Yeezus by Kanye West
Noisey has a feature on what Rick Rubin left on the cutting room floor from Yeezus. Along the strangest is a piano-line played by Trent Reznor, Mortal Kombat samples, and six extra rounds of tape saturation. What’s left is a stripped down Marilyn Manson sample on “Black Skinhead,” (and a bunch of other samples) which was reported as almost cut from the record in its entirety for sounding too much like a soccer anthem. Thankfully, it’s included and is one of the strongest efforts on the release. What’s interesting about this record is the take on aggressive, up-scale Hip-Hop; extremely abrasive through Yeezus’ entire run, it’s certainly not for everyone.
A brilliant, innovative introduction to the album began by projecting “New Slaves” on the side of buildings across the planet. Although his most experimental project to date, it’s mixing and mastering is downright disgusting – holding proudly onto an average dynamic range of 4dB and even dipping into being squashed so much that three songs only have an average of 2dB range. It’s a depressing listen – especially since the sound of this West effort is so sparse. Where space could’ve played a pertinent part of the sonic story, specifically on “Hold My Liquor,” it’s absolutely not present because of the amount of processing and audible distortion on the final product. Lyrically? Brilliant. Composition? Beautiful. Final engineering execution? Absolute dread, even if it is intentional. Whatever. Records always run unnecessarily hot when Rubin is the executive for the project.
False Idols by Tricky
Originally advertised as a return to the humble solo beginnings, say-around Maxinquaye, False Idols plays more like a sequel to his previous effort, 2011’s Mixed Race. Francesca Belmont finds herself on this record and seems to interpolate a unique version of hushed-Kelis vocal stylings, specifically on “Is That Your Life,” one of the record’s must-listen to’s. She recites the original “Makes Me Wanna Die” lyrics by Martina Topley-Bird from the Pre-Millenium Tension on “Nothing’s Changed” and sensually covers a track recalling “Car Crash” from the Vulnerable record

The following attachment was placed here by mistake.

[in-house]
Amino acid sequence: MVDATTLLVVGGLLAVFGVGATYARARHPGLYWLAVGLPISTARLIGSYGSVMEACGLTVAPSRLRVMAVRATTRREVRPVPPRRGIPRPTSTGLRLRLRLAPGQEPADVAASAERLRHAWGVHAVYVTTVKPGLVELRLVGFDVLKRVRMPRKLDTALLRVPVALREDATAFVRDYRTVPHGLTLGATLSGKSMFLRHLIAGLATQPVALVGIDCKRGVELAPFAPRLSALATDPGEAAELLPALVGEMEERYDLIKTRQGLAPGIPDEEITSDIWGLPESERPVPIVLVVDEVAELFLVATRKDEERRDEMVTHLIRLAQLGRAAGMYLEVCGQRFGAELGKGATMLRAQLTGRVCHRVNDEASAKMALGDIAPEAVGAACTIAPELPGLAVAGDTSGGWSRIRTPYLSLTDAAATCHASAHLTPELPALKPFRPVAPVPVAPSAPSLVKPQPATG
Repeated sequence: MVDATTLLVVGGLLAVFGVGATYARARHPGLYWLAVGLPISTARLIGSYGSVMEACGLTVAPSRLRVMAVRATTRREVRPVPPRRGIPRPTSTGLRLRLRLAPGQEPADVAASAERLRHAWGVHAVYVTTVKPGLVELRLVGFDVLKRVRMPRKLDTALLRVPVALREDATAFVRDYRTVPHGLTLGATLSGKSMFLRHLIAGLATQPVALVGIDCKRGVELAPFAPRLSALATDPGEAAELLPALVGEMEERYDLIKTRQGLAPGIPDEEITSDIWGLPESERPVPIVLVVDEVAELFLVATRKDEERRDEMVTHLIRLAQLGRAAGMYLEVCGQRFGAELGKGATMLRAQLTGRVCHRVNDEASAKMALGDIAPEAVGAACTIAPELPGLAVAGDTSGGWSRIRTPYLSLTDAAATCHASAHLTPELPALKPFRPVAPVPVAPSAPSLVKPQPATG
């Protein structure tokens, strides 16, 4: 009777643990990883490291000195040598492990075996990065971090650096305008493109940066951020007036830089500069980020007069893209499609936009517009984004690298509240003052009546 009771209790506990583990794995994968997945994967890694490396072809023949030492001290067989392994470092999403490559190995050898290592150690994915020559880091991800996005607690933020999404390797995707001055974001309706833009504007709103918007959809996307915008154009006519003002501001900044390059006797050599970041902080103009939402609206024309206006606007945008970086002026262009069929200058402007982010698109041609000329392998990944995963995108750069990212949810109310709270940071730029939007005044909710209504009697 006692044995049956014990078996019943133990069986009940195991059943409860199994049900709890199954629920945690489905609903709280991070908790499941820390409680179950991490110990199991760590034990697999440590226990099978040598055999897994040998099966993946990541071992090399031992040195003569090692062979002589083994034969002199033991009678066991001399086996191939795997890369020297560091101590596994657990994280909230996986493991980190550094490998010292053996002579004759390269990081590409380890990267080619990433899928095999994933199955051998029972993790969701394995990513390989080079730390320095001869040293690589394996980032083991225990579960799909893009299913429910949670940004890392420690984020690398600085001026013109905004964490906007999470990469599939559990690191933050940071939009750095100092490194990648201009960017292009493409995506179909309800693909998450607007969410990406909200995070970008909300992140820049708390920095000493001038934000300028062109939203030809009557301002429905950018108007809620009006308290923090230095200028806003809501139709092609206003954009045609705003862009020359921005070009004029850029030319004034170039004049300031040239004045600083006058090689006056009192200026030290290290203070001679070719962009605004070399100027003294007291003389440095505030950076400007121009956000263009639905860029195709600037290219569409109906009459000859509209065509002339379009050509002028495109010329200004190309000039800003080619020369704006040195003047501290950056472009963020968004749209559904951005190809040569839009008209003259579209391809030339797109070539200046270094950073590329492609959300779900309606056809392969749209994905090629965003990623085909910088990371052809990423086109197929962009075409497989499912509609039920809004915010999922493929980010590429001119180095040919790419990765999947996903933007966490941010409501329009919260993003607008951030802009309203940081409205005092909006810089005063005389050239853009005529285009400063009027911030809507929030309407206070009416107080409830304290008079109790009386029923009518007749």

The record doesn’t all run as references to previous work, and it’s best when he strays for a distant cousin approach to a track as opposed to immediate family. In fact, Tricky recalls his earlier, more obscure days on “Hey Love” and while “Bonnie & Clyde” recalls the muted, four to the floor kick of Mixed Race’s “Time to Dance,” it’s fresh.
An almost exclusively bass and handclap-sampled “Does It” deadpans the lines “I wouldn’t be caught dead in love” and should immediately be listened to.
Where Are You? by The Avalanches, Dr. Dre, and Aphex Twin: I successfully bullied Boards of Canada (specifically when I said the world was ending and still no BoC record) until they promoted and released something. So, you’re all on my list. All of you. Do you see all of the acts coming back this year? I’ve had multiple anneurisms. In fact, we all have. Come back. We’ll buy your records, we promise.
Is there someone you’re wanting to make a come back this year? The comments section is open..also feel free to (nicely) yell at one of the musicians in the previous paragraph to release their record!